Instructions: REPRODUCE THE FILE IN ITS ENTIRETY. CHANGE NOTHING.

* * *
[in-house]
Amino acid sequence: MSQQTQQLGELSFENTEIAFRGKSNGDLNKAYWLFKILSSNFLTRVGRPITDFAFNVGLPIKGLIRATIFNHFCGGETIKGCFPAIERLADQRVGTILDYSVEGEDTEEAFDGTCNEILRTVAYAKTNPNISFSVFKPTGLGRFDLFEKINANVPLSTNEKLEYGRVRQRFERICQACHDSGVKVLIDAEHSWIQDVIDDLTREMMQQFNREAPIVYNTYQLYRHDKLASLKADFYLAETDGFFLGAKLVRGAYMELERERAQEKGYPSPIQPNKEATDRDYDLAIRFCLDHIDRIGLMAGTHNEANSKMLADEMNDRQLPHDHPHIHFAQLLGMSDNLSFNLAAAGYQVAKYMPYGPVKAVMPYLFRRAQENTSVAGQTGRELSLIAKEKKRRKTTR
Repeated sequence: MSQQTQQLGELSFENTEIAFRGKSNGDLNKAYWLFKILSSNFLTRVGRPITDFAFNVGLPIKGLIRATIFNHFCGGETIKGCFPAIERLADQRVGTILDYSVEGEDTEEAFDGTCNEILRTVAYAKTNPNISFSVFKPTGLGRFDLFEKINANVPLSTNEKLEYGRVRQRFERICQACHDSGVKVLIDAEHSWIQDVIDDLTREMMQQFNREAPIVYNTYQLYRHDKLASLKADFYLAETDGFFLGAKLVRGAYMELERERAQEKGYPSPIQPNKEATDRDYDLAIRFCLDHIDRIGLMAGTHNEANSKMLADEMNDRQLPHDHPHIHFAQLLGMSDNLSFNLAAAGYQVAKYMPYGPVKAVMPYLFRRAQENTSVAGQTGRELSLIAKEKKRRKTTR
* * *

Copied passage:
[in-house]
Amino acid sequence: MSQQTQQLGELSFENTEIAFRGKSNGDLNKAYWLFKILSSNFLTRVGRPITDFAFNVGLPIKGLIRATIFNHFCGGETIKGCFPAIERLADQRVGTILDYSVEGEDTEEAFDGTCNEILRTVAYAKTNPNISFSVFKPTGLGRFDLFEKINANVPLSTNEKLEYGRVRQRFERICQACHDSGVKVLIDAEHSWIQDVIDDLTREMMQQFNREAPIVYNTYQLYRHDKLASLKADFYLAETDGFFLGAKLVRGAYMELERERAQEKGYPSPIQPNKEATDRDYDLAIRFCLDHIDRIGLMAGTHNEANSKMLADEMNDRQLPHDHPHIHFAQLLGMSDNLSFNLAAAGYQVAKYMPYGPVKAVMPYLFRRAQENTSVAGQTGRELSLIAKEKKRRKTTR
Repeated sequence: MSQQTQQLGELSFENTEIAFRGKSNGDLNKAYWLFKILSSNFLTRVGRPITDFAFNVGLPIKGLIRATIFNHFCGGETIKGCFPAIERLADQRVGTILDYSVEGEDTEEAFDGTCNEILRTVAYAKTNPNISFSVFKPTGLGRFDLFEKINANVPLSTNEKLEYGRVRQRFERICQACHDSGVKVLIDAEHSWIQDVIDDLTREMMQQFNREAPIVYNTYQLYRHDKLASLKADFYLAETDGFFLGAKLVRGAYMELERERAQEKGYPSPIQPNKEATDRDYDLAIRFCLDHIDRIGLMAGTHNEANSKMLADEMNDRQLPHDHPHIHFAQLLGMSDNLSFNLAAAGYQVAKYMPYGPVKAVMPYLFRRAQENTSVAGQTGRELSLIAKEKKRRKTTR